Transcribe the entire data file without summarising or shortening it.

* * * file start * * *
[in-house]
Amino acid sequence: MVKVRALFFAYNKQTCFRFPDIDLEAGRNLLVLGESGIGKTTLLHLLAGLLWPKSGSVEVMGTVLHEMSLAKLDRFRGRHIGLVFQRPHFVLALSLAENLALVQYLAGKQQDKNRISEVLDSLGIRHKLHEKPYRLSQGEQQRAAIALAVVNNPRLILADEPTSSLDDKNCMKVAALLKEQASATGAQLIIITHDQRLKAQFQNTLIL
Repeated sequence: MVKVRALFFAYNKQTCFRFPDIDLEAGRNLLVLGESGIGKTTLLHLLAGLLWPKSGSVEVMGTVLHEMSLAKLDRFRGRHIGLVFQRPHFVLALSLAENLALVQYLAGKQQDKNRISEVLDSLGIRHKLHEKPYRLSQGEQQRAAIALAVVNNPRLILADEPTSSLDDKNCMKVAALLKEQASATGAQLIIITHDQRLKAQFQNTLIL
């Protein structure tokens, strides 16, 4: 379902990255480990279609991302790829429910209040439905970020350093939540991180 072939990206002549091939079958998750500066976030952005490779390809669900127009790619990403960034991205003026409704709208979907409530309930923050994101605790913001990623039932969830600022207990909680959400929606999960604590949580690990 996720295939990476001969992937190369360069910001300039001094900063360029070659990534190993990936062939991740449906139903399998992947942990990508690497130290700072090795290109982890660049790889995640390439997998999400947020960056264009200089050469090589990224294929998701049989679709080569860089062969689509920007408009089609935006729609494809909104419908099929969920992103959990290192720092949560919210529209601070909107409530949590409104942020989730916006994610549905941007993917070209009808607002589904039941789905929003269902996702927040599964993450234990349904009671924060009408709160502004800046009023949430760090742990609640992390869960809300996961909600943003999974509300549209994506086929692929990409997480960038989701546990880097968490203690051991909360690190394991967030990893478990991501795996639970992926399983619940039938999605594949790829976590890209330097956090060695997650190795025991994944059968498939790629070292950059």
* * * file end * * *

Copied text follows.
[in-house]
Amino acid sequence: MVKVRALFFAYNKQTCFRFPDIDLEAGRNLLVLGESGIGKTTLLHLLAGLLWPKSGSVEVMGTVLHEMSLAKLDRFRGRHIGLVFQRPHFVLALSLAENLALVQYLAGKQQDKNRISEVLDSLGIRHKLHEKPYRLSQGEQQRAAIALAVVNNPRLILADEPTSSLDDKNCMKVAALLKEQASATGAQLIIITHDQRLKAQFQNTLIL
Repeated sequence: MVKVRALFFAYNKQTCFRFPDIDLEAGRNLLVLGESGIGKTTLLHLLAGLLWPKSGSVEVMGTVLHEMSLAKLDRFRGRHIGLVFQRPHFVLALSLAENLALVQYLAGKQQDKNRISEVLDSLGIRHKLHEKPYRLSQGEQQRAAIALAVVNNPRLILADEPTSSLDDKNCMKVAALLKEQASATGAQLIIITHDQRLKAQFQNTLIL
């Protein structure tokens, strides 16, 4: 379902990255480990279609991302790829429910209040439905970020350093939540991180 072939990206002549091939079958998750500066976030952005490779390809669900127009790619990403960034991205003026409704709208979907409530309930923050994101605790913001990623039932969830600022207990909680959400929606999960604590949580690990 996720295939990476001969992937190369360069910001300039001094900063360029070659990534190993990936062939991740449906139903399998992947942990990508690497130290700072090795290109982890660049790889995640390439997998999400947020960056264009200089050469090589990224294929998701049989679709080569860089062969689509920007408009089609935006729609494809909104419908099929969920992103959990290192720092949560919210529209601070909107409530949590409104942020989730916006994610549905941007993917070209009808607002589904039941789905929003269902996702927040599964993450234990349904009671924060009408709160502004800046009023949430760090742990609640992390869960809300996961909600943003999974509300549209994506086929692929990409997480960038989701546990880097968490203690051991909360690190394991967030990893478990991501795996639970992926399983619940039938999605594949790829976590890209330097956090060695997650190795025991994944059968498939790629070292950059």